News Stories, 24 December 2013
TACLOBAN, the Philippines, December 24 (UNHCR) – For 31 days, a rusting dredging ship tossed by Typhoon Haiyan 100 metres inland into a coastal shanty town was home for seven-month-pregnant Rosita Pica and her family.
Along with 38 other families, they shared cramped spaces inside the vessel that was also home to many dead bodies. The stench of decomposition mixed with the smell of crude oil and other odours was overpowering even more than a month later.
Living conditions were bad, but there was no other choice for the 34-year-old mother of five and 190 other survivors, mostly children. Their homes had been destroyed and debris was strewn all over. There was nowhere else to shelter them from the rains and looters roaming the city in the early days of the emergency.
"We had to endure it all. We had nowhere else to go," said Rosita, a survivor of Haiyan, the strongest cyclone to ever hit land, killing more than 6,000 people, uprooting trees and power poles and demolishing even concrete structures along its path.
Rosita and her family survived the storm by taking refuge in an evacuation site. Her hut was destroyed. When she and the other residents of an area called Barangay 75 saw the beached ship, they climbed the vessel that lay awkwardly among a sea of debris and took refuge there. They crammed its every nook and cranny, even the ledges in the engine room.
"It was hot during the night, mosquitoes feasted on us," Rosita said.
The people there shared one stove to cook food rations handed out by the government's Department of Social Welfare and Development. It rained most of the days and when it stopped, they would use two makeshift ladders to climb down from the vessel and sleep in the debris below. This was particularly dangerous for the children living on the ship.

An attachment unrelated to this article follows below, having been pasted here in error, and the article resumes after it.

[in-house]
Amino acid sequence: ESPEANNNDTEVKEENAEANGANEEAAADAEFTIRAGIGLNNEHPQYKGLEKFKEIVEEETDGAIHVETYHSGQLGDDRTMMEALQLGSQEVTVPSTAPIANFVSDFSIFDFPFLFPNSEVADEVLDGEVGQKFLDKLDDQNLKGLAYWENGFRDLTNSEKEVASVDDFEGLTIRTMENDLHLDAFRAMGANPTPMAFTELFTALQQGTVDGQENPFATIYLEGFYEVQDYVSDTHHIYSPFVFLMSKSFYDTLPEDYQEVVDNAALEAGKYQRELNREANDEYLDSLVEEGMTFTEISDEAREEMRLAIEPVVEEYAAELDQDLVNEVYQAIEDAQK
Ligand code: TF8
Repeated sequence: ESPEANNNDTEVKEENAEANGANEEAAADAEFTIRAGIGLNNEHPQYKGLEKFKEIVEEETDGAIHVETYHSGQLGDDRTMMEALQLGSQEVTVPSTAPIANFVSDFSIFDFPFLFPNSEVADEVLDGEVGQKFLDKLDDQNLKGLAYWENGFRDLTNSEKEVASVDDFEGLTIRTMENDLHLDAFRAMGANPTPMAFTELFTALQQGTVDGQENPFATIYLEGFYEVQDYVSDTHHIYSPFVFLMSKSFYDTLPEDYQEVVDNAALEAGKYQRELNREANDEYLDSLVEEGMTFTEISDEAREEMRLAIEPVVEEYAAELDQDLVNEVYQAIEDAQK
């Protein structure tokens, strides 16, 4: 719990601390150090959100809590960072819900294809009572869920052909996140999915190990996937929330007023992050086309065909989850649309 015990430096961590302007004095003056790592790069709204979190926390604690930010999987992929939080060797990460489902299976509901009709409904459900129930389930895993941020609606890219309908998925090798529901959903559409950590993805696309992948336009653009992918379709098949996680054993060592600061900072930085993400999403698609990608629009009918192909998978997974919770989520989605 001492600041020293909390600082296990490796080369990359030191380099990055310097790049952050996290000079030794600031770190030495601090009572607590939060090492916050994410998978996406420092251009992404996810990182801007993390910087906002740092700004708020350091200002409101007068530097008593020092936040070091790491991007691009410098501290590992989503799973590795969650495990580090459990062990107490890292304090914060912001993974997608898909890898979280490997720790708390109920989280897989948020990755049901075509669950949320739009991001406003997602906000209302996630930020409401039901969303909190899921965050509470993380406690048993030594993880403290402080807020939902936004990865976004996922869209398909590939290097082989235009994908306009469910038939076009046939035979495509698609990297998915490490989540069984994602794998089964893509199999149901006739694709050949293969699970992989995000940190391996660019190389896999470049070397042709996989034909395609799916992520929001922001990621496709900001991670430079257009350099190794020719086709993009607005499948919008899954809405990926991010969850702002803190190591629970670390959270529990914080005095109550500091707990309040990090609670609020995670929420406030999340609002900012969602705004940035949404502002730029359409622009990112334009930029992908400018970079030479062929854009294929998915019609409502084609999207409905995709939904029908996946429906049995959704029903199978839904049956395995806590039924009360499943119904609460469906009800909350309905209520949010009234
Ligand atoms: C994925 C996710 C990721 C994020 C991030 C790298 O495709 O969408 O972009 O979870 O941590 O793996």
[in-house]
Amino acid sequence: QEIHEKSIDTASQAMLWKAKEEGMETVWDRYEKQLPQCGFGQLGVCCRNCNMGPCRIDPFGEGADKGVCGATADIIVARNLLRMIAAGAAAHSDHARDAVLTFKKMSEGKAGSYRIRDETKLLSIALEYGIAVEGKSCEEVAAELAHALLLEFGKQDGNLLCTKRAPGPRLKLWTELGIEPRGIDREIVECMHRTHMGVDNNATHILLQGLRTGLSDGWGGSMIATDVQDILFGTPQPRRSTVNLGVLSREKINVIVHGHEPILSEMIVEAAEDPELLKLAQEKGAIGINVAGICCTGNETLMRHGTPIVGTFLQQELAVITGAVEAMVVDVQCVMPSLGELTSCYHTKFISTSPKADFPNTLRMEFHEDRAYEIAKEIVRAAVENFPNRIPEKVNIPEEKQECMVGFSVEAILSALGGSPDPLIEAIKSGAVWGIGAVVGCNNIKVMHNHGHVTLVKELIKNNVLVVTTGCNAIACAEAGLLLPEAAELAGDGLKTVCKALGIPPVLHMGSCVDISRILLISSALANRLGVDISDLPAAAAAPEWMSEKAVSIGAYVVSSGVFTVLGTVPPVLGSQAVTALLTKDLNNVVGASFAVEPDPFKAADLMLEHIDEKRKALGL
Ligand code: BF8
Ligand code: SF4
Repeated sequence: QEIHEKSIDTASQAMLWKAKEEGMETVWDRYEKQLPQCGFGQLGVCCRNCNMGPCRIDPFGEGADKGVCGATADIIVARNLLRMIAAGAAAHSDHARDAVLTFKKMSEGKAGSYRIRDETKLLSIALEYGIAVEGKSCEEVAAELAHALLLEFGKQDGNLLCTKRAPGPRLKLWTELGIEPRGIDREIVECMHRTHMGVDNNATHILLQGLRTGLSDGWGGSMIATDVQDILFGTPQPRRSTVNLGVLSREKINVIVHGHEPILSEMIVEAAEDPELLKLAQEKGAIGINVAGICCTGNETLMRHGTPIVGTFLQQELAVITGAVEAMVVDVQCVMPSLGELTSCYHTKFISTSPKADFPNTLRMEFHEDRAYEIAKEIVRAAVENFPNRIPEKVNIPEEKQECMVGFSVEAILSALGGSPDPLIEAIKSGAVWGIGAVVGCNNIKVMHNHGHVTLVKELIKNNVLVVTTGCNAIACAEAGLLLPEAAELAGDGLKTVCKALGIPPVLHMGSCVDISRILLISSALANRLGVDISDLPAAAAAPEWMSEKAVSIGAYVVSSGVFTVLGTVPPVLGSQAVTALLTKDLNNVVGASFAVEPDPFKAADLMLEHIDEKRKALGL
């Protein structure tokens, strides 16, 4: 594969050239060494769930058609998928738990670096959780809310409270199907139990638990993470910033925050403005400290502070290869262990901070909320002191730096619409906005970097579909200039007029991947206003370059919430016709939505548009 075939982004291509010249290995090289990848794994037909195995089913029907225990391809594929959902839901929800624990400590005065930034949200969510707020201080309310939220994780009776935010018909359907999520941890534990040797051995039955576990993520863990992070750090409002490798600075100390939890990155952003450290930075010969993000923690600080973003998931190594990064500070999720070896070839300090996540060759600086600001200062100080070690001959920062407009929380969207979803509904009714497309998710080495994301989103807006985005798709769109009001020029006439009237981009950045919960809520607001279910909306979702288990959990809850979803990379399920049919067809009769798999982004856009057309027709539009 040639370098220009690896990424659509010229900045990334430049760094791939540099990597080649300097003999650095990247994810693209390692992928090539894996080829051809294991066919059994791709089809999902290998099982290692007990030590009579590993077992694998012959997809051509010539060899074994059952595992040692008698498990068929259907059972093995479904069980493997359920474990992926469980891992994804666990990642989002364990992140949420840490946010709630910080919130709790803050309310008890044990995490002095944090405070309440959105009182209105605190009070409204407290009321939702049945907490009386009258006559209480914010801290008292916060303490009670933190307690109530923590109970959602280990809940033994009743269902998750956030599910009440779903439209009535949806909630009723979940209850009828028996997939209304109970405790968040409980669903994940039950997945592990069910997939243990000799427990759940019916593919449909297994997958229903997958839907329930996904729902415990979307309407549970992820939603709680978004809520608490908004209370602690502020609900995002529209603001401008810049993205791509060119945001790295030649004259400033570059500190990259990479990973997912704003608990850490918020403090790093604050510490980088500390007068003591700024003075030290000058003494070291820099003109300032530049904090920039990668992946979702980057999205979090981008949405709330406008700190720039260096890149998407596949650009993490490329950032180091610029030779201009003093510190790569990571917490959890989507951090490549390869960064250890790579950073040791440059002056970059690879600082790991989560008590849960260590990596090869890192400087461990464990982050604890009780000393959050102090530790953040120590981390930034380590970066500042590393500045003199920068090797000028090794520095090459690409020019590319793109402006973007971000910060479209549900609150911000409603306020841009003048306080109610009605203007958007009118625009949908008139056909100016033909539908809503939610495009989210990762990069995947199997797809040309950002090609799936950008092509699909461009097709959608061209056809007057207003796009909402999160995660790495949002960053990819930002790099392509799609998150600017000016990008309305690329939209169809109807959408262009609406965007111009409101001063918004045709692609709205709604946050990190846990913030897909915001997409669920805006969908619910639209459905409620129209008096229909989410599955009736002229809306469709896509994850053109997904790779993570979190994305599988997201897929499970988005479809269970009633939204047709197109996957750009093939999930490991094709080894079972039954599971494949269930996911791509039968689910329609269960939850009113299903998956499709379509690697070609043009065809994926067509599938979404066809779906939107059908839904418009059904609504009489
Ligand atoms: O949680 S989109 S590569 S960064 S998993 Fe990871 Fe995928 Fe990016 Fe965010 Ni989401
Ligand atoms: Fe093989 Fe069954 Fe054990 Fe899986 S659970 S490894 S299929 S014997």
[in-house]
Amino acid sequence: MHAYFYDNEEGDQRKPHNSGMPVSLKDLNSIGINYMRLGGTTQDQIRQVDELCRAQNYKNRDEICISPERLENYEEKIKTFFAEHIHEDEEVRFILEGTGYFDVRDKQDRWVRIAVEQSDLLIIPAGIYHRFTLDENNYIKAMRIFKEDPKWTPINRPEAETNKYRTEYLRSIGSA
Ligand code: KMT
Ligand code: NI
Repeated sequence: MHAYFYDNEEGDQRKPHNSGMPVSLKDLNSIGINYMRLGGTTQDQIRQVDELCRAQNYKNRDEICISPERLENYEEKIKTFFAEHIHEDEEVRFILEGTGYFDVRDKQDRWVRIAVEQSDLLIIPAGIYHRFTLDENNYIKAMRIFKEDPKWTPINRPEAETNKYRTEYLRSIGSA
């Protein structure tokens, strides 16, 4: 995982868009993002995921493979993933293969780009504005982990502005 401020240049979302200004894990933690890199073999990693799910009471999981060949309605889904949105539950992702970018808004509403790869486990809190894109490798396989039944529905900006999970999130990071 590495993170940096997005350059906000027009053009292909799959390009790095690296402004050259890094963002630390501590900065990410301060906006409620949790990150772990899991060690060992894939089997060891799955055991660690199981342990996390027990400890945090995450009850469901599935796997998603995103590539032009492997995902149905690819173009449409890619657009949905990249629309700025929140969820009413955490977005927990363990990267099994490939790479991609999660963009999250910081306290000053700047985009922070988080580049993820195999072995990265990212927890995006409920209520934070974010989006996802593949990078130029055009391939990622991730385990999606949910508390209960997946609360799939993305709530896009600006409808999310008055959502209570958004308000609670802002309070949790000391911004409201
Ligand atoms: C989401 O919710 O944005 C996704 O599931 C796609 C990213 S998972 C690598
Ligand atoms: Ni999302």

Some local residents brought the plight of Rosita and the other residents to UNHCR's attention.
"When we found the community still living on the boat, we contacted UNDP [the UN Development Programme] that immediately mobilized its cash-for-work workers to clear some of the debris around the area," said UNHCR's Eilish Hurley, who has been deployed to Tacloban to respond to the crisis. "This allowed UNHCR and its partner agency CFSI [Community and Family Services International] to provide family tents for the boat residents so that they could escape the squalor and dangers that the ship posed to them."
Solar lanterns were also distributed along with blankets and kitchen sets to help communities temporarily set up a safer and more dignified living space while a permanent site was identified.
A day after receiving the tent, Rosita's husband – an assistant in an electrical shop – pitched it near the ship that was once their home. Rosita chatted animatedly with her neighbours, patted her tummy and remarked, "If this baby is a girl, I will name her Yolanda," referring to the local name for the typhoon.
Tacloban is gradually showing some signs of normalcy with roads being cleared, small shops re-opening slowly and electricity being restored in some parts of the city. But mounds of twisted corrugated iron roofs and steel, crushed concrete and wood still litter the landscape, including around the tents of Rosita and her neighbours. This is being cleared gradually by the government and UNDP.
Four million people still remain displaced after the storm and it will take many months and years before some of them are able to rebuild their homes and lives.
To date, UNHCR has assisted over 306,000 survivors of Typhoon Haiyan, distributing family tents, solar lanterns, plastic sheets, plastic rolls, blankets, kitchen sets and jerry cans.
The most appreciated items are the temporary shelter materials. UNHCR tents have been set up throughout the city, providing much-needed emergency shelter to people like Rosita. As she noted, these tents and solar lamps have given her and other families temporary respite from their suffering.
By Fernando del Mundo, in Tacloban, the Philippines